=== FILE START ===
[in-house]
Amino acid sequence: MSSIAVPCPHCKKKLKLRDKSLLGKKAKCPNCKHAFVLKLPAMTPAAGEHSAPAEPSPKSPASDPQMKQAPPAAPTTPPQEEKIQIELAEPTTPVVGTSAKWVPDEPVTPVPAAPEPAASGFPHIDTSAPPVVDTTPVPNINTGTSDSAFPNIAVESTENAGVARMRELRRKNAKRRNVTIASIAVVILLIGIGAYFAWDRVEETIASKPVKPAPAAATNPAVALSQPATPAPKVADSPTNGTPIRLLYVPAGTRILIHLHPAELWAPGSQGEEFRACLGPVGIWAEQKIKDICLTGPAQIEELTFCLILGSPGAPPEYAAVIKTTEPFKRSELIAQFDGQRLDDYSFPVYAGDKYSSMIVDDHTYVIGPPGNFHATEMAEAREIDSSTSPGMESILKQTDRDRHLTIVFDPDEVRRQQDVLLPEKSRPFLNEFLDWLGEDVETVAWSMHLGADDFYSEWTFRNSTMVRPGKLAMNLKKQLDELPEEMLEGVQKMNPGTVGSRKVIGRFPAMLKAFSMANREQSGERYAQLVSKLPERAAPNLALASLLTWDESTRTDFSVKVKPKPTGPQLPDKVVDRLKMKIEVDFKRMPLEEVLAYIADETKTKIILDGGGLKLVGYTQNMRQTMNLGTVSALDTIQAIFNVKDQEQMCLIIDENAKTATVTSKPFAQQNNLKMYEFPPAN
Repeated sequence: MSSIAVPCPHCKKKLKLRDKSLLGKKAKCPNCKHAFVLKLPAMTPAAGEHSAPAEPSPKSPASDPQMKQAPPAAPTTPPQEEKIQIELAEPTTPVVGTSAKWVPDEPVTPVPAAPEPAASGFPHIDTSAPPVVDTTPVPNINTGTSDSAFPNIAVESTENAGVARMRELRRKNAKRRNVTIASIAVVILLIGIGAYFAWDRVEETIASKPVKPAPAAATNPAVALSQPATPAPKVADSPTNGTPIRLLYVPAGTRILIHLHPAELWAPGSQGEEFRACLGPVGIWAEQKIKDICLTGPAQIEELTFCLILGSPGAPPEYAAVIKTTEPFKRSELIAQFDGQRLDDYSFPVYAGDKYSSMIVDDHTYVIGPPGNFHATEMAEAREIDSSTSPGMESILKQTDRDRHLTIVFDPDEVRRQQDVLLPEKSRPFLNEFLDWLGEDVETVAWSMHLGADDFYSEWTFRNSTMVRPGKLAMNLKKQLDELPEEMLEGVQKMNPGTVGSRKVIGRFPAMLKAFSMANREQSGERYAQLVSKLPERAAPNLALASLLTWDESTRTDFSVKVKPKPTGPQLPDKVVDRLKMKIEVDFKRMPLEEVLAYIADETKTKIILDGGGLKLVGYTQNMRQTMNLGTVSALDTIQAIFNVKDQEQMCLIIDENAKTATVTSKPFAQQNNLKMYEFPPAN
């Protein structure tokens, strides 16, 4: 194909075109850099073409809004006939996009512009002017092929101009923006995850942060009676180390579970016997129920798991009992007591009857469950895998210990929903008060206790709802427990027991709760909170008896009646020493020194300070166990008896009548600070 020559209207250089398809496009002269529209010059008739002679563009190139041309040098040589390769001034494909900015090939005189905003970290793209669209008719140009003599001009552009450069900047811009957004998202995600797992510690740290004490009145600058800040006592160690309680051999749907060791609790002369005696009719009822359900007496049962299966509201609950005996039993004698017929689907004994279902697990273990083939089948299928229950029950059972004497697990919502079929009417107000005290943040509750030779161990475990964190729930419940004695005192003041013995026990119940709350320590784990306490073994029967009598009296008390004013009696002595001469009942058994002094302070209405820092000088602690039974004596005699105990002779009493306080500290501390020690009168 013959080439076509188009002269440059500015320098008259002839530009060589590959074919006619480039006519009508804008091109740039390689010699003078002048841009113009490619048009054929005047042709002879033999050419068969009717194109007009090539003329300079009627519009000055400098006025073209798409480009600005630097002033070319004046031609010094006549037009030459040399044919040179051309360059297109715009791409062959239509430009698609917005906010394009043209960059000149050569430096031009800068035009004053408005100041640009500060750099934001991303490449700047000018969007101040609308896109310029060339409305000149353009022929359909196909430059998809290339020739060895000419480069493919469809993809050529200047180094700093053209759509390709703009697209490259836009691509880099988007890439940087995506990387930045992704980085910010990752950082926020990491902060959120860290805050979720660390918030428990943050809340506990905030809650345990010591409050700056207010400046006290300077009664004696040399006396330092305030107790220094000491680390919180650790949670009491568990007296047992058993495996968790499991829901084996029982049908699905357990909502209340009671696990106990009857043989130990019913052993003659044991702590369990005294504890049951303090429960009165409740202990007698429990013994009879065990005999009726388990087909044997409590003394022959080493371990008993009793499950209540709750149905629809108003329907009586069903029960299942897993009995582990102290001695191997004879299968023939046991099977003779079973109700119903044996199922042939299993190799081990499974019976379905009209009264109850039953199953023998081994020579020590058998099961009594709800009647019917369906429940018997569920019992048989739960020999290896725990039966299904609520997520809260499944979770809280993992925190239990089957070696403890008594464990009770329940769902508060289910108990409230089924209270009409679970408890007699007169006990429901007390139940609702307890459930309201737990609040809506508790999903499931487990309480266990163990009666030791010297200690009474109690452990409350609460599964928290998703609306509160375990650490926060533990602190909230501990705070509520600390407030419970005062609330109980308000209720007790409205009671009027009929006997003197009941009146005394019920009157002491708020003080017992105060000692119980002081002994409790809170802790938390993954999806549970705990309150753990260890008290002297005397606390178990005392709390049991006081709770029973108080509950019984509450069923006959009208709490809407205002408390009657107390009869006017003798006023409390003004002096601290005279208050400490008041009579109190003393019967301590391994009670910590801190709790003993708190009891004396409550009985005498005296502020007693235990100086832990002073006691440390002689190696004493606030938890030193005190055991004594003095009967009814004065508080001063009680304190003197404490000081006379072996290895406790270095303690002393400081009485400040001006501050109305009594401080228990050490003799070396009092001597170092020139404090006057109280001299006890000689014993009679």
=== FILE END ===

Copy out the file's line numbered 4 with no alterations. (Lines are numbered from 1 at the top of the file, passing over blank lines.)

């Protein structure tokens, strides 16, 4: 194909075109850099073409809004006939996009512009002017092929101009923006995850942060009676180390579970016997129920798991009992007591009857469950895998210990929903008060206790709802427990027991709760909170008896009646020493020194300070166990008896009548600070 020559209207250089398809496009002269529209010059008739002679563009190139041309040098040589390769001034494909900015090939005189905003970290793209669209008719140009003599001009552009450069900047811009957004998202995600797992510690740290004490009145600058800040006592160690309680051999749907060791609790002369005696009719009822359900007496049962299966509201609950005996039993004698017929689907004994279902697990273990083939089948299928229950029950059972004497697990919502079929009417107000005290943040509750030779161990475990964190729930419940004695005192003041013995026990119940709350320590784990306490073994029967009598009296008390004013009696002595001469009942058994002094302070209405820092000088602690039974004596005699105990002779009493306080500290501390020690009168 013959080439076509188009002269440059500015320098008259002839530009060589590959074919006619480039006519009508804008091109740039390689010699003078002048841009113009490619048009054929005047042709002879033999050419068969009717194109007009090539003329300079009627519009000055400098006025073209798409480009600005630097002033070319004046031609010094006549037009030459040399044919040179051309360059297109715009791409062959239509430009698609917005906010394009043209960059000149050569430096031009800068035009004053408005100041640009500060750099934001991303490449700047000018969007101040609308896109310029060339409305000149353009022929359909196909430059998809290339020739060895000419480069493919469809993809050529200047180094700093053209759509390709703009697209490259836009691509880099988007890439940087995506990387930045992704980085910010990752950082926020990491902060959120860290805050979720660390918030428990943050809340506990905030809650345990010591409050700056207010400046006290300077009664004696040399006396330092305030107790220094000491680390919180650790949670009491568990007296047992058993495996968790499991829901084996029982049908699905357990909502209340009671696990106990009857043989130990019913052993003659044991702590369990005294504890049951303090429960009165409740202990007698429990013994009879065990005999009726388990087909044997409590003394022959080493371990008993009793499950209540709750149905629809108003329907009586069903029960299942897993009995582990102290001695191997004879299968023939046991099977003779079973109700119903044996199922042939299993190799081990499974019976379905009209009264109850039953199953023998081994020579020590058998099961009594709800009647019917369906429940018997569920019992048989739960020999290896725990039966299904609520997520809260499944979770809280993992925190239990089957070696403890008594464990009770329940769902508060289910108990409230089924209270009409679970408890007699007169006990429901007390139940609702307890459930309201737990609040809506508790999903499931487990309480266990163990009666030791010297200690009474109690452990409350609460599964928290998703609306509160375990650490926060533990602190909230501990705070509520600390407030419970005062609330109980308000209720007790409205009671009027009929006997003197009941009146005394019920009157002491708020003080017992105060000692119980002081002994409790809170802790938390993954999806549970705990309150753990260890008290002297005397606390178990005392709390049991006081709770029973108080509950019984509450069923006959009208709490809407205002408390009657107390009869006017003798006023409390003004002096601290005279208050400490008041009579109190003393019967301590391994009670910590801190709790003993708190009891004396409550009985005498005296502020007693235990100086832990002073006691440390002689190696004493606030938890030193005190055991004594003095009967009814004065508080001063009680304190003197404490000081006379072996290895406790270095303690002393400081009485400040001006501050109305009594401080228990050490003799070396009092001597170092020139404090006057109280001299006890000689014993009679």